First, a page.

The roadblocks at entrances to the Palestinian neighbourhoods do make life harder for the Palestinians living there. Tens of thousands of Palestinians cannot travel by car or buses to their places of work in the western parts of the city and go through humiliating checks at the crossing points.
Yet this closure cannot be total, as Jeruselamite Palestinians, thanks to their Israeli IDs, are entitled to pass the checkpoints in Jerusalem and Israel. Israel may decide to enforce martial law in the Palestinian parts of Jerusalem, or even abolish their annexation to Israel, as some commentators suggest.
But such a move is almost politically impossible because it’s an official acknowledgement of the failure to create an united city under full and exclusive Israeli domination, a ideological cornerstone among right-wing governments. Prime Minister Benyamin Netanyahu will be the last man ready to be responsible for initiating such a process.
So apart from harassing the Palestinians residents of Jerusalem, it is difficult to see how the "closure" of their neighbourhoods will help prevent further attacks. To make this matter more complicated, Israel itself admits that the perpetrators of these attacks act alone, without any clear affiliation to any Palestinian political fraction or military organisation and without being given orders.
This situation makes the Israeli General Security Service - famous for its success in detecting nearly every Palestinian military organisation in the West Bank and Jerusalem - almost impotent in dealing with this wave of attacks. Israel just hopes that this wave of violence will die out on its own. "We do not know how many (Palestinian) suicide attackers there are, but their number is not unlimited," Netanyahu was quoted saying this week.
Netanyahu in a political bind
Netanyahu is determined not to put the current wave of violence into any political context. In his speech in front of the Israeli parliament early this week, he claimed that Palestinian terrorism “does not come from frustration over the lack of a diplomatic solution, but from a desire to destroy us. That was the motive for terrorism in the early years of Zionism and that’s what it is today.”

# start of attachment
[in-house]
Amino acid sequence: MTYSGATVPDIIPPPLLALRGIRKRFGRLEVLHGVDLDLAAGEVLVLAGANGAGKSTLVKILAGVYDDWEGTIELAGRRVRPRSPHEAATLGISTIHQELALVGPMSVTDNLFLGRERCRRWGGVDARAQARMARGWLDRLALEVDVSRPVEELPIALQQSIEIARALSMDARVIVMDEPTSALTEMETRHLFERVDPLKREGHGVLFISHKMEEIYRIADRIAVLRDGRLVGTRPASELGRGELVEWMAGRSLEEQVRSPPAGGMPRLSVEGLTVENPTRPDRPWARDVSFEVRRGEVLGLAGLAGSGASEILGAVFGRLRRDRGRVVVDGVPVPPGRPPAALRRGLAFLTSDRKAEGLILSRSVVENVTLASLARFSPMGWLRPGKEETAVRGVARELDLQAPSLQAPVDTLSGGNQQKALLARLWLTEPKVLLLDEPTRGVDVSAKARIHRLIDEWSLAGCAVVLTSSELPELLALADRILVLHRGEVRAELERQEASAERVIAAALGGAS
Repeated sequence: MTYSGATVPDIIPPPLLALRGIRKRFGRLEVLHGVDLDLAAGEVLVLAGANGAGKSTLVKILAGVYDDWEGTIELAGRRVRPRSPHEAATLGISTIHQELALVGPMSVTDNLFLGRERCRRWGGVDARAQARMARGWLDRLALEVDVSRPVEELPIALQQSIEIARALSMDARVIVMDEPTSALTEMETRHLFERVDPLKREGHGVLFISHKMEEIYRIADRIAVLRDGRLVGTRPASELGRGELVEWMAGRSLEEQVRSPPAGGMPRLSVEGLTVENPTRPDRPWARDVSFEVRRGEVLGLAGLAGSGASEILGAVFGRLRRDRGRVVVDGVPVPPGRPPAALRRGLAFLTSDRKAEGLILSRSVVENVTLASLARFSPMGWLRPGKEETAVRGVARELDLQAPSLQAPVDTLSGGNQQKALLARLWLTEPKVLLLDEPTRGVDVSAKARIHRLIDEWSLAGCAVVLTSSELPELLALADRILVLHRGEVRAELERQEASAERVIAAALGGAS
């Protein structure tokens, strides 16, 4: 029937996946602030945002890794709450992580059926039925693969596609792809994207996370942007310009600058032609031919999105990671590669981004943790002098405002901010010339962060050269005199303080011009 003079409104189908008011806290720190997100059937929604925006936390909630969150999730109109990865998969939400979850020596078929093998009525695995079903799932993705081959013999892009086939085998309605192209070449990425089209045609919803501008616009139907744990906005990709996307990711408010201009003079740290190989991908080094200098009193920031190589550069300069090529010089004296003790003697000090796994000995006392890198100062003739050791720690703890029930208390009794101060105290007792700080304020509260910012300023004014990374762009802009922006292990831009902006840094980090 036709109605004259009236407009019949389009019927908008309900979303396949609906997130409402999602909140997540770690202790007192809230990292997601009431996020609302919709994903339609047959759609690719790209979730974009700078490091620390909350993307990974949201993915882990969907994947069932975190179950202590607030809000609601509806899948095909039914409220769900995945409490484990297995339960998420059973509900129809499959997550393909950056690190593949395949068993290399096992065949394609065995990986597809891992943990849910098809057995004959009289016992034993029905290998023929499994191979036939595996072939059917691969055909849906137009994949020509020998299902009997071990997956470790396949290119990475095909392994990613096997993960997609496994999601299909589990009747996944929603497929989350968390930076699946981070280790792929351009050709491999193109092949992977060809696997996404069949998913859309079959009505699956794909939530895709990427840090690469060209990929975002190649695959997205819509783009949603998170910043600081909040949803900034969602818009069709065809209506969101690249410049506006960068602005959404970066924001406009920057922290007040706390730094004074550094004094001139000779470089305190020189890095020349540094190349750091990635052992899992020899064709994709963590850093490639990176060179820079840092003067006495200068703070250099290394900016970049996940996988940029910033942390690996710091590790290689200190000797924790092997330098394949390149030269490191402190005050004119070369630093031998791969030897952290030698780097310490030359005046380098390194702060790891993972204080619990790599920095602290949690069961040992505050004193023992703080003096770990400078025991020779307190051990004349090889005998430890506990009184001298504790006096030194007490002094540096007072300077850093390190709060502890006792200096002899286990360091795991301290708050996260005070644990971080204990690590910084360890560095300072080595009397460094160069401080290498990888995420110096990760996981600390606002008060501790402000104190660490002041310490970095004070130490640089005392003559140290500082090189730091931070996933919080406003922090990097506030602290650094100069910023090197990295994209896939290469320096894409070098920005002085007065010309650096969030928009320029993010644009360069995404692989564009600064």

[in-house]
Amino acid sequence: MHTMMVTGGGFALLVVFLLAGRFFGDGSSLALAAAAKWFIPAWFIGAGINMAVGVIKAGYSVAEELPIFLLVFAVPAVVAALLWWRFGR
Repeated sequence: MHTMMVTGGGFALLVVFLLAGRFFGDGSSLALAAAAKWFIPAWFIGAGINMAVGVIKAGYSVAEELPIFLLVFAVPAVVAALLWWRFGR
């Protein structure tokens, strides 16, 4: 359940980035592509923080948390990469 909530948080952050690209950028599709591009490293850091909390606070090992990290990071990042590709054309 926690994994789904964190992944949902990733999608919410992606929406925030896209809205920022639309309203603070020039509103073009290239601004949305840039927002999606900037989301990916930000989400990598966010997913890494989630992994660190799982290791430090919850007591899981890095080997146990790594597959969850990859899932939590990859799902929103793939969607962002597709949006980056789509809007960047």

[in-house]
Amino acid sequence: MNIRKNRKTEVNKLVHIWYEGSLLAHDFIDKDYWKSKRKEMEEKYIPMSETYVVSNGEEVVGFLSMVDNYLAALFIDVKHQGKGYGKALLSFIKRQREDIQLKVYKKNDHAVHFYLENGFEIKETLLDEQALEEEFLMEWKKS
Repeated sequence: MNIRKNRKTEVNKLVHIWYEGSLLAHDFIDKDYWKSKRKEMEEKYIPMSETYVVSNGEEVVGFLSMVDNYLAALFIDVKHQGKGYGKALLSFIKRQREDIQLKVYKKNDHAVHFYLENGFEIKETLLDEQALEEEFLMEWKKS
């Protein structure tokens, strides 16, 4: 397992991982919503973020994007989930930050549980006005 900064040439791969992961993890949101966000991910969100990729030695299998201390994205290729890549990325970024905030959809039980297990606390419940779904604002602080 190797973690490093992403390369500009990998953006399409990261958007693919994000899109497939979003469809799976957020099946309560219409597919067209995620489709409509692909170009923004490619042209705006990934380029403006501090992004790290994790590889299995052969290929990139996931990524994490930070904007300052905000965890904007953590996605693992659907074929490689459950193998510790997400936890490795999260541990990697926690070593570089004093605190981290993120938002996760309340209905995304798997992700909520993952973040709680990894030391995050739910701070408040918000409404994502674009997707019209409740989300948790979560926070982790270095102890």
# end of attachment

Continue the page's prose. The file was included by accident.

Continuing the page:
Loyal to this line of thinking, Netanyahu requested a delegation of the Quartet (formed by the US, UN, EU and Russia) to cancel a visit scheduled for this week in Jerusalem and Ramallah. Faced with the worst violence Israel has seen in years, Netanyahu clearly chose the option of managing the conflict, not solving it.
Yet his options to "mange the conflict" seem narrower each day. He continues to blame Palestinian President Mahmud Abbas for "incitement" against Israel, but at the same time he calls him again and again to meet with him. After Abbas himself declared in the UN General Assembly two weeks ago that he is ready to dismantle the Palestinian Authority, it left Netanyahu almost without any leverage.
Israel will hate to see the dismantling of the PA. This was further proved this week as its forces helped to scale down the clashes between Palestinian demonstrators and Israeli security forces in the West Bank. Without the PA, Israel may face a Jerusalemite-like situation all over the West Bank.
Even with the Hamas-led government in Gaza, Israel seems relatively restrained. After Israeli soldiers opened fire and killed six Palestinians who demonstrated early this week near the barrier separating the Gaza Strip from Israel, the army later this week allowed Palestinian protesters to cross the barrier, a scene not seen for many in Israel. It is quite clear that Israel does not want an escalation with Gaza while it faces an already deteriorating security situation in Jerusalem and elsewhere.
In a poll conducted last week, Netanyahu ranked third in who can guarantee best Israel's security. Ex-foreign minister Avigdor Lieberman, now leading the opposition to Netanyahu's "softness" towards the Palestinians, was ranked first, and Education Minister Naftaly Bennet, a right- wing opposition from within the government, was ranked second.
For Netanyahu, who laboured hard to position himself as Mr Security, this was probably a hard blow. But trapped between his unwillingness for any political compromise or to stop ultra-Orthodox Jews from going to Al Aqsa mosque, and his inability to stop the current Palestinian uprising, his hands seem rather tied. He just waits and hope for the best.
- Meron Rapoport is an Israeli journalist and writer, winner of the Napoli International Prize for Journalism for a inquiry about the stealing of olive trees from their Palestinian owners. He is ex-head of the News Department in Haaertz, and now an independent journalist.
The views expressed in this article belong to the author and do not necessarily reflect the editorial policy of Middle East Eye.
Photo: An Israeli soldier stands guard as a crane lowers cinder blocks at an entrance to East Jerusalem (AFP)